Ryan Chartrand

The “Scary Movie” series has been on a downward spiral ever since its comedy shifted from R-rated to PG-13 humor. With the Wayans brothers no longer aboard the writing team and only a few worthy horror movies to parody, the latest in the series, “Scary Movie 4,” should have been a complete failure. Surprisingly enough, they get the job done. But is this film, which contains an hour of farts and fall-down jokes, worth the theater visit?

Fans of the series might as well give in, make the trip and try to force as many laughs as possible. Anyone who can’t decide whether to see it, however, should keep reading.

The plot revolves primarily around a parody of “War of the Worlds” with an alien invasion planned by the clown from “Saw.” As always, Anna Faris plays the brain-dead female star and joining the cast is Craig Bierko, a TV actor with decent comedic talent. When it comes to forced, cheesy acting, I suppose you can’t get much better. After all, how do you cast the part of “woman who gets a sponge of urine rubbed all over her face”? Looking for one of R. Kelly’s fans might be a good start.

Director David Zucker, the brilliant mind behind “Airplane,” had to dig deep when looking for films to parody considering the lack of horror flicks in the past few years. While throwing in the disturbing Japanese kid from “The Grudge” was easy, Zucker had to resort to films like “Brokeback Mountain” for desperate jokes. And although these references might be funny, it’s depressing to realize how much the comedy is being forced. Are the minds behind “Scary Movie” even trying anymore? If the audience can make up better jokes, something must be wrong.

The problem with the “Scary Movie” series is that the majority of the jokes will either make no sense or simply not be funny six months down the road (some jokes may even expire before the DVD is released). With that in mind, “Scary Movie 4” does throw in some pretty humorous American culture references, such as iPod, MySpace and everything that makes Tom Cruise so ridiculous. On the other hand, there are also several jokes that fall flat on their faces and receive the “cricket effect” from the audience. Overusing the idea that pain equals comedy has caused this same effect in previous “Scary Movie” films and stays true in the latest. Nonetheless, seeing Mike Tyson rapidly bite people’s ears off is always a good time in my book, but who dares reuse Mike Tyson jokes?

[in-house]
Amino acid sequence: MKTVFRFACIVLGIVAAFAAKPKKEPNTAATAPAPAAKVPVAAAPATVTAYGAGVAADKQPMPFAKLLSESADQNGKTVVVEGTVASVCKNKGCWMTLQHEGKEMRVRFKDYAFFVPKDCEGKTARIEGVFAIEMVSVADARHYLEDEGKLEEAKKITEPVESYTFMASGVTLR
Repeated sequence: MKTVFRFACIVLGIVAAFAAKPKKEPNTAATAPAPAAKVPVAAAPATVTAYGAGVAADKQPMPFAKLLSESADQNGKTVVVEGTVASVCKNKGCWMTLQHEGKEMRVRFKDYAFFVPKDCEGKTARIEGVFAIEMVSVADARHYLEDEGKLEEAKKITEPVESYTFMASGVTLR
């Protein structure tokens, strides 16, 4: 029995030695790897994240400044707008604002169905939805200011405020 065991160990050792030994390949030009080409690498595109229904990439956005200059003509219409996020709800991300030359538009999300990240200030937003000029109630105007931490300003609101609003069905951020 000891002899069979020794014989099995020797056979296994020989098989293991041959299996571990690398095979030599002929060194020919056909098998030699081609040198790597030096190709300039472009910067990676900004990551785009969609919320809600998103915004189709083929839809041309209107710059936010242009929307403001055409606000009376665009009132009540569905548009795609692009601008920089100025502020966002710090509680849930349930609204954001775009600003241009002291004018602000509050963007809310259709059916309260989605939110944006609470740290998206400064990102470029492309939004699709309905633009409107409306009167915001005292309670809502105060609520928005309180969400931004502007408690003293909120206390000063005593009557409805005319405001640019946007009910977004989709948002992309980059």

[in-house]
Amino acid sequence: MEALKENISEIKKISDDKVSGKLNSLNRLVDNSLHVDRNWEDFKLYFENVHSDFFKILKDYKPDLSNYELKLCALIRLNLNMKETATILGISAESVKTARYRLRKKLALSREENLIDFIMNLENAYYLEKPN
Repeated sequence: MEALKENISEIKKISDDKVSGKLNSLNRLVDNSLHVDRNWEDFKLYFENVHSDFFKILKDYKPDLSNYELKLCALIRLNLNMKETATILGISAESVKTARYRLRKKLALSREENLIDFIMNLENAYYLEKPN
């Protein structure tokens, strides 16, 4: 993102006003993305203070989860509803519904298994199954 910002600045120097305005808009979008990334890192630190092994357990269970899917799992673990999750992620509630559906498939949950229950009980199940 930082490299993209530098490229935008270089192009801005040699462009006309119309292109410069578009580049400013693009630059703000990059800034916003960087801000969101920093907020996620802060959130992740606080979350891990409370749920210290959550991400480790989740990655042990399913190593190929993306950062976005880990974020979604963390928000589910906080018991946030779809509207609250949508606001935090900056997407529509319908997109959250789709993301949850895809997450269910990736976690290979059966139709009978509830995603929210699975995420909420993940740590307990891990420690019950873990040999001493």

The jokes are there, but their random and crude nature will only fly with fans of the genre. Bringing out the President Bush jokes through the nudity of Leslie Nielsen (long story) could be reason enough to either avoid it or see it immediately.

If you’re expecting a drastic change from the quality of “Scary Movie 3,” this might be a good time to reminisce with the original “Scary Movie.” The missing Wayans brothers and a rather poor selection of films to parody make “Scary Movie 4” a film looking for jokes. Although it finds them most of the time and has enough laughs to make a Friday night enjoyable, I’m afraid the days of truly great parodies have been scared away.

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